Herman and Chomsky
Herman received his Bachelor of Arts from the University of Pennsylvania in 1945 and PhD in 1953 from the University of California, Berkeley.
In 1968, Herman and Noam Chomsky signed the "Writers and Editors War Tax Protest" pledge, vowing to refuse tax payments in protest against the Vietnam War. The two men later collaborated on works about Cambodia. Beginning with "Distortions at Fourth Hand", an article published in the American left-wing periodical The Nation in June 1977, they wrote about the Khmer Rouge regime of Pol Pot and disputed the reports and accounts of atrocities from refugees. Their book After the Cataclysm (1979), which appeared after the regime had been deposed, has been described by Sophal Ear - now an Assistant Professor at the Naval Postgraduate School - as "one of the most supportive books of the Khmer revolution" in which they "perform what amounts to a defense of the Khmer Rouge cloaked in an attack on the media". Herman defended himself in 2001: "Chomsky and I found that the very asking of questions about the numerous fabrications, ideological role, and absence of any beneficial effects for the victims in the anti-Khmer Rouge propaganda campaign of 1975-1979 was unacceptable, and was treated almost without exception as 'apologetics for Pol Pot'."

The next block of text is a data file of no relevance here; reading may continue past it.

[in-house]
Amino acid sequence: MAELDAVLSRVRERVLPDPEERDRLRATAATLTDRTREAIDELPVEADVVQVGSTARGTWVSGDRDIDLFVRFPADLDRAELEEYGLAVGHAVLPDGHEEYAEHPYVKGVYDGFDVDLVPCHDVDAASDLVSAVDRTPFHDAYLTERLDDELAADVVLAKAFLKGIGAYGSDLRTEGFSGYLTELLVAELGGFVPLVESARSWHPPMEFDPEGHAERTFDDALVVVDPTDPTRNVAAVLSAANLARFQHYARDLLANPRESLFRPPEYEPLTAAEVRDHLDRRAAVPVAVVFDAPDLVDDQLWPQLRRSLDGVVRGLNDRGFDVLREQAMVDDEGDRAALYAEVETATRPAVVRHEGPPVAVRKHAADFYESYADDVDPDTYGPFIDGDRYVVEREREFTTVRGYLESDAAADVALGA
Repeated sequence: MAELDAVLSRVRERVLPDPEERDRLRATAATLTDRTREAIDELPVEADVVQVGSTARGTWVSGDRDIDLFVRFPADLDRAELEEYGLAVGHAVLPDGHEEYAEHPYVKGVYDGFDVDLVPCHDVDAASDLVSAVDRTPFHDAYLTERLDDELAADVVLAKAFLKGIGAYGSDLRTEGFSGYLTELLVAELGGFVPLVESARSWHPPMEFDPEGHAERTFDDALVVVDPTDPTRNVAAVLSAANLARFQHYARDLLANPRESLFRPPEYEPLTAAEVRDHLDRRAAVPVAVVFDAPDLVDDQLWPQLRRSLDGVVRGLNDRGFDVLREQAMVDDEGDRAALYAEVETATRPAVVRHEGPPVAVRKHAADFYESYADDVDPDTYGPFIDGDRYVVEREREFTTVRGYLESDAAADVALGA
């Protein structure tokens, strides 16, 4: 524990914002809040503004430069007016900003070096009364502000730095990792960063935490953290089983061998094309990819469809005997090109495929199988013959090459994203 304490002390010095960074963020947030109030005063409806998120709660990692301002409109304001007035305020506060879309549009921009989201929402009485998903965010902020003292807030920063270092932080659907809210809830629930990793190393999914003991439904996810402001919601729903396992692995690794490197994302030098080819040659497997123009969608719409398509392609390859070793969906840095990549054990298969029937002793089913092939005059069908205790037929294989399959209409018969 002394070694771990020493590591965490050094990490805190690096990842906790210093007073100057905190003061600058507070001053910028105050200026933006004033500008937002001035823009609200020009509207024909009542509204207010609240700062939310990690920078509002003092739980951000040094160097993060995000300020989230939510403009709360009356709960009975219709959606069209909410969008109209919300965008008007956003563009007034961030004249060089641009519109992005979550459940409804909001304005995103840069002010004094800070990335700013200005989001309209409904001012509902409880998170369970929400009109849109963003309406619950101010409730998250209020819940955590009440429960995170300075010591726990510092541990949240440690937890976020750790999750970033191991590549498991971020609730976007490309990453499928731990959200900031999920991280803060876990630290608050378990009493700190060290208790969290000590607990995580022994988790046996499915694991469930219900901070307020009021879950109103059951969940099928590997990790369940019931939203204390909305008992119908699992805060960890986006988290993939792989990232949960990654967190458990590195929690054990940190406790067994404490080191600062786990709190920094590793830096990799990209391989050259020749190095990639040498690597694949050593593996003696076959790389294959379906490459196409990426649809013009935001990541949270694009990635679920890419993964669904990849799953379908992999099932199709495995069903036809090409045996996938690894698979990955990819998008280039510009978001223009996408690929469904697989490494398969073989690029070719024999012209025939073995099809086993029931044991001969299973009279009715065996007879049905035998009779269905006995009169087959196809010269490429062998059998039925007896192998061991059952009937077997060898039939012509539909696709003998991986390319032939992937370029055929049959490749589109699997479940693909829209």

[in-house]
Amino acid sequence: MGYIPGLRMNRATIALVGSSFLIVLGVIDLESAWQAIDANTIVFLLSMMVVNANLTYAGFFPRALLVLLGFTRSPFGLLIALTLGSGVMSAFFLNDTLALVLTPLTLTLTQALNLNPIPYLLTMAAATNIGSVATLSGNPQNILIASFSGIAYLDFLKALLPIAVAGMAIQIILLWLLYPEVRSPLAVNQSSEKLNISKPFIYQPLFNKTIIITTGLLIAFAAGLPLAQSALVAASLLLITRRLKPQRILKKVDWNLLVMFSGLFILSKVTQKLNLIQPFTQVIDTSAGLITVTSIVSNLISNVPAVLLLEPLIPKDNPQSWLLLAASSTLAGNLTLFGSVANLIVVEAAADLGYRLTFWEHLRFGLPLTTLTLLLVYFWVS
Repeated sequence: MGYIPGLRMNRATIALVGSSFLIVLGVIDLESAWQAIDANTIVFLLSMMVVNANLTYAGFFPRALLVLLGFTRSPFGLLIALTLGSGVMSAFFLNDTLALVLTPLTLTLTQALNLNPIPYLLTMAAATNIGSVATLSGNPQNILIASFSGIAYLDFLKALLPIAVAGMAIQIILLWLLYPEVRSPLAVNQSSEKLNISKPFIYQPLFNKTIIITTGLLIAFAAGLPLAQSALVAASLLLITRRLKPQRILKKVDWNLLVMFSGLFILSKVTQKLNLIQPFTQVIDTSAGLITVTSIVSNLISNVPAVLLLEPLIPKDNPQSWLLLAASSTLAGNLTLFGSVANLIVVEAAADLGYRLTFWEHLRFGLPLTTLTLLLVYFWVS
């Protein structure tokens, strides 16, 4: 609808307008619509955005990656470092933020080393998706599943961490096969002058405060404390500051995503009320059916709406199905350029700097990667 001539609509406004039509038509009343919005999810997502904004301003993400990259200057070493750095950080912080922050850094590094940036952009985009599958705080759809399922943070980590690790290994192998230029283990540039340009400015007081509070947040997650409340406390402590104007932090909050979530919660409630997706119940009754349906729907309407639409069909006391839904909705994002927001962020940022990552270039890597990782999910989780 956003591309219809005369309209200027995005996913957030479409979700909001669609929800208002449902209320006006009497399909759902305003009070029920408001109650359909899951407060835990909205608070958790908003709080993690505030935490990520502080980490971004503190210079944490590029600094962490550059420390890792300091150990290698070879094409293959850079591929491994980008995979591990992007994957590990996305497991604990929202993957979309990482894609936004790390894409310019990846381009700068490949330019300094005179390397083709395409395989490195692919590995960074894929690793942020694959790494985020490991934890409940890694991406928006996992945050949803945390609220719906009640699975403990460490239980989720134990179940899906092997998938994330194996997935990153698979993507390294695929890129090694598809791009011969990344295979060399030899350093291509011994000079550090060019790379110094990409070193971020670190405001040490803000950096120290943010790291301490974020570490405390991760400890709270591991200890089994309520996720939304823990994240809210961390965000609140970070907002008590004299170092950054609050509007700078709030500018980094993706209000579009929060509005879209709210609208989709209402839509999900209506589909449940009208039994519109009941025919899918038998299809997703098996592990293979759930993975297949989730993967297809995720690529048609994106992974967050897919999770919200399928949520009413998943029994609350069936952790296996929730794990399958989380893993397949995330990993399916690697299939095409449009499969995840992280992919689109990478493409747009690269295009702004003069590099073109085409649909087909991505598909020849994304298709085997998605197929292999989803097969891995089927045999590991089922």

Their best known co-authored book though is Manufacturing Consent, first published in 1988, and largely written by Herman. The book introduced the concept of the "propaganda model" to the debates on the workings of the mainstream corporate media.
Read more about this topic: Edward S. Herman
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“The only justification for repressive institutions is material and cultural deficit. But such institutions, at certain stages of history, perpetuate and produce such a deficit, and even threaten human survival.”
—Noam Chomsky (b. 1928)